What about these 3 million people and their rights? What about the fact that our unemployment is less than 5%—what would we do without these 3 million people? We would have a labour shortage in this country. We are up against it. We need Parliament to be involved because this is not a balanced negotiation. We are one against 27, against the European Commission, against the European Council, and against the European Parliament. Therefore, getting this done in two years, with the bureaucracy that exists in Europe, and dealing with all these countries, will be very difficult.

What about the rights of these European Union nationals? How many of them are there? By the way, on this figure of 3.2 million, we do not know the exact figure. Why? I came back from a short visit to India this morning and came through the passport checks. You scan your passport when you come into the country, but when you leave this country, nobody checks your passport. Every single passport, European Union or not, should be scanned in and scanned out. Then we would know who is in this country, and these European Union citizens, for example, would be able to say, “I’ve stayed here for five years—I’ve got the right to stay regardless”. Why will the Government not bring in those visible extra checks? That would give us security over our borders—and we are not in Schengen.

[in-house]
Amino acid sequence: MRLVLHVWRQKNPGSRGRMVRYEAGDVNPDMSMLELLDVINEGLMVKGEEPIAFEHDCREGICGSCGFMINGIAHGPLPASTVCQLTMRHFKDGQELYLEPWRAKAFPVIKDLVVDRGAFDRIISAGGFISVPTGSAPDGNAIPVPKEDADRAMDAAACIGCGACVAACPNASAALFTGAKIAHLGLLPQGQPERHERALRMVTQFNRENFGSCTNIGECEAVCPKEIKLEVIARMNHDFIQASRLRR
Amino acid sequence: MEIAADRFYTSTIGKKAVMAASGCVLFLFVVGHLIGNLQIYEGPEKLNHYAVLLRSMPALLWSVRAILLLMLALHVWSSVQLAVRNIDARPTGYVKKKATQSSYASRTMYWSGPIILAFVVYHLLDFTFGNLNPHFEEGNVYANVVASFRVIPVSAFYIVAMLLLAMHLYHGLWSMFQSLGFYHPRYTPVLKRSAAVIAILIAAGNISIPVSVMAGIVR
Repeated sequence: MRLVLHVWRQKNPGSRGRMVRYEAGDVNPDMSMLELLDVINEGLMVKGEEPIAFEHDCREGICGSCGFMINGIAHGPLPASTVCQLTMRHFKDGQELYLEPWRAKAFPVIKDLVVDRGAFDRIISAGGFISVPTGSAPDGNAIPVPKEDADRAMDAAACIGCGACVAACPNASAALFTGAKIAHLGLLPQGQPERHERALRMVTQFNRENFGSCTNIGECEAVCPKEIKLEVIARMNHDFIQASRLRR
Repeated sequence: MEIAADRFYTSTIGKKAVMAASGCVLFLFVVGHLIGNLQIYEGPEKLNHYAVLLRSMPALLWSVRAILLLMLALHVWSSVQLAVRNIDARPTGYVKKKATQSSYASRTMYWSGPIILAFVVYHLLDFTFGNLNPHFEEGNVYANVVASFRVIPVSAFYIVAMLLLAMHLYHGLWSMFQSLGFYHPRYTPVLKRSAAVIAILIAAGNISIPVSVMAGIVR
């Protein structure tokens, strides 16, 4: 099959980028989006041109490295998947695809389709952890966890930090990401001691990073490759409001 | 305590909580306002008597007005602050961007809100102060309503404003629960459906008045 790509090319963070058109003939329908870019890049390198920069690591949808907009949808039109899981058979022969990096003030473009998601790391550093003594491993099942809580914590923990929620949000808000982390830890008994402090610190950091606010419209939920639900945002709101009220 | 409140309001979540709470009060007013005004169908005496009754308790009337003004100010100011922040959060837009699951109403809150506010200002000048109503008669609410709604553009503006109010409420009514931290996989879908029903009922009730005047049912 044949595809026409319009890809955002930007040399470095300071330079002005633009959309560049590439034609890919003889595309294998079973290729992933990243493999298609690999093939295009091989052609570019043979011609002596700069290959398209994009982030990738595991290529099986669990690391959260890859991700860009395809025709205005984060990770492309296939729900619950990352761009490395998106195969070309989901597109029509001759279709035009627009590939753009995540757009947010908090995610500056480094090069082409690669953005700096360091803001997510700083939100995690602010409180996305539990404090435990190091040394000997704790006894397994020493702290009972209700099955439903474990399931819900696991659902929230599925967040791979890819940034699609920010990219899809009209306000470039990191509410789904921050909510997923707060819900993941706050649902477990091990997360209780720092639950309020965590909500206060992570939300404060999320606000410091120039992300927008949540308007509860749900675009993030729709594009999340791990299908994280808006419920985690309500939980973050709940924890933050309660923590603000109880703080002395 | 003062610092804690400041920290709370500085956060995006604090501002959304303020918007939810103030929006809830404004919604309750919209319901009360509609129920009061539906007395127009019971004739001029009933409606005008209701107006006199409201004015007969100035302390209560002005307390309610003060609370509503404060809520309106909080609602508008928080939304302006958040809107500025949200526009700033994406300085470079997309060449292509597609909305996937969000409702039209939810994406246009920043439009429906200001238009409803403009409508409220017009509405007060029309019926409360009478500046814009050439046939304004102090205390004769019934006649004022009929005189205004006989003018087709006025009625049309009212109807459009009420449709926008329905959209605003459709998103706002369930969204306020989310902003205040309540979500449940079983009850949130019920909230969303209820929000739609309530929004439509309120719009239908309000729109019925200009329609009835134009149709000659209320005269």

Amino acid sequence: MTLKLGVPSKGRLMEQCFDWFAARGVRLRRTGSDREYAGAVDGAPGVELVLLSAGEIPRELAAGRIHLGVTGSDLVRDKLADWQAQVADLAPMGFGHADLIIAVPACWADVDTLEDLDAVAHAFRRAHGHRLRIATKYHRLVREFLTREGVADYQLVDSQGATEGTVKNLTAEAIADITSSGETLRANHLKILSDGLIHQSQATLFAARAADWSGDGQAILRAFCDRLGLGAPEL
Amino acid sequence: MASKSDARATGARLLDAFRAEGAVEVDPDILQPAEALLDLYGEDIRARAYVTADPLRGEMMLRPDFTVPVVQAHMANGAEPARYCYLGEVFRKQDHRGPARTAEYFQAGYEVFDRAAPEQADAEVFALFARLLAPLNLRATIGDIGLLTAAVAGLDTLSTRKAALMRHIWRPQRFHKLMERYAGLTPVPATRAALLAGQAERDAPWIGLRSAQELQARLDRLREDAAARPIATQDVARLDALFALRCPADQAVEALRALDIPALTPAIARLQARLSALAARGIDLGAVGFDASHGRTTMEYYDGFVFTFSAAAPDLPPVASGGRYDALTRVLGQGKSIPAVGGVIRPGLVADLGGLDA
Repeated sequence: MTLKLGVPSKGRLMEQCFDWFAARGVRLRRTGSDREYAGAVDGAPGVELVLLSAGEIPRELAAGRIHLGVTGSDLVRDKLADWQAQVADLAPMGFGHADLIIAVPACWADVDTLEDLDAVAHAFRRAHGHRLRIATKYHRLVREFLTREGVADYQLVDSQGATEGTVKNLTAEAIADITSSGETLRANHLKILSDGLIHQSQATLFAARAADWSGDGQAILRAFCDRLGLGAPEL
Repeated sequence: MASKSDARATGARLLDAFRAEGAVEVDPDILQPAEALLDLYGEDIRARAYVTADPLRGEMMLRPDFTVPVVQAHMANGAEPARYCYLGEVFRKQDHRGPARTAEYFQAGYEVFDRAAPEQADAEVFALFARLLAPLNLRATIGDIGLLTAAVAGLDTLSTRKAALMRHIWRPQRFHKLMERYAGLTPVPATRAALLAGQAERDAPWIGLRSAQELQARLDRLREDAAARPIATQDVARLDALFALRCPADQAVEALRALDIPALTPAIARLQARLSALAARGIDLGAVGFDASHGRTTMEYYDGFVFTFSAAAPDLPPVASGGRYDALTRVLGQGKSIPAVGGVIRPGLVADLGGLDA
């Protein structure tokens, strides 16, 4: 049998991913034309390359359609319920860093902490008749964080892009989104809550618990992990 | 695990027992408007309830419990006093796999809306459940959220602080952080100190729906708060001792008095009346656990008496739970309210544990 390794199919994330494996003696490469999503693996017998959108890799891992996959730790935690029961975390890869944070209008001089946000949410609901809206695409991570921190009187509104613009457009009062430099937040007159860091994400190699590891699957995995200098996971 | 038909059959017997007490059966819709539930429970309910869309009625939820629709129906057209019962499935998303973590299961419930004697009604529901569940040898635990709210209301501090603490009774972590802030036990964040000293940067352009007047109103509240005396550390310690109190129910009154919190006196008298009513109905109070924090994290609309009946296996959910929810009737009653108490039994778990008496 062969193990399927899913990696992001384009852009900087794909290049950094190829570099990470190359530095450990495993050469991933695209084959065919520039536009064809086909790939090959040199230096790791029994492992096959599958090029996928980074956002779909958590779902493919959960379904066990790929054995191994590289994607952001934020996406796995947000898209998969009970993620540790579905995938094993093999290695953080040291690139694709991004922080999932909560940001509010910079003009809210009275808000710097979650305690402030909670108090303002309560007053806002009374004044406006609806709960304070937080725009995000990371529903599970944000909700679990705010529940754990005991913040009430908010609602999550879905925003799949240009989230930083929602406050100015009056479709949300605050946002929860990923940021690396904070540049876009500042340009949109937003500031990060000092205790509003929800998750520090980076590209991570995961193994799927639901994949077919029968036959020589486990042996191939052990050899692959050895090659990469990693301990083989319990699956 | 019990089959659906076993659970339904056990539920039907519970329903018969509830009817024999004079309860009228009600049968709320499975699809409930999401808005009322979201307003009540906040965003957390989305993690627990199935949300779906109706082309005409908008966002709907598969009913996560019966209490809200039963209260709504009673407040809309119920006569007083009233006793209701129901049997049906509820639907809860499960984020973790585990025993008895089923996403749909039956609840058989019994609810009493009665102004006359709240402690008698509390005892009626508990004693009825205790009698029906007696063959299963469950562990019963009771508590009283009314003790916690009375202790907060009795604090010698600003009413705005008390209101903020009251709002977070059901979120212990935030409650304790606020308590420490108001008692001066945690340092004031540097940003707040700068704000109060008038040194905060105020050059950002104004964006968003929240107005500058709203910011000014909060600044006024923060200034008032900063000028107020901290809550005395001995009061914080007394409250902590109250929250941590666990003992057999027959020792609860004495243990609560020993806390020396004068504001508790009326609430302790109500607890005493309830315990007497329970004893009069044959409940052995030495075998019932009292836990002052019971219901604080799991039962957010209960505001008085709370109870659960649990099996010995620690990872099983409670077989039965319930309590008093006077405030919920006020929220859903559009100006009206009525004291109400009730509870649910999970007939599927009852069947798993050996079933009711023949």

Now we have the European Union’s chief Brexit negotiator, Michel Barnier, saying that he has told a delegation of EU citizens that he wants to have an agreement in principle to secure the future of EU citizens in the UK and UK citizens throughout Europe by the end of the year. However, he had to admit that it would be late 2018 before he could strike a deal with the UK. Can the Minister tell us why we cannot do this quicker?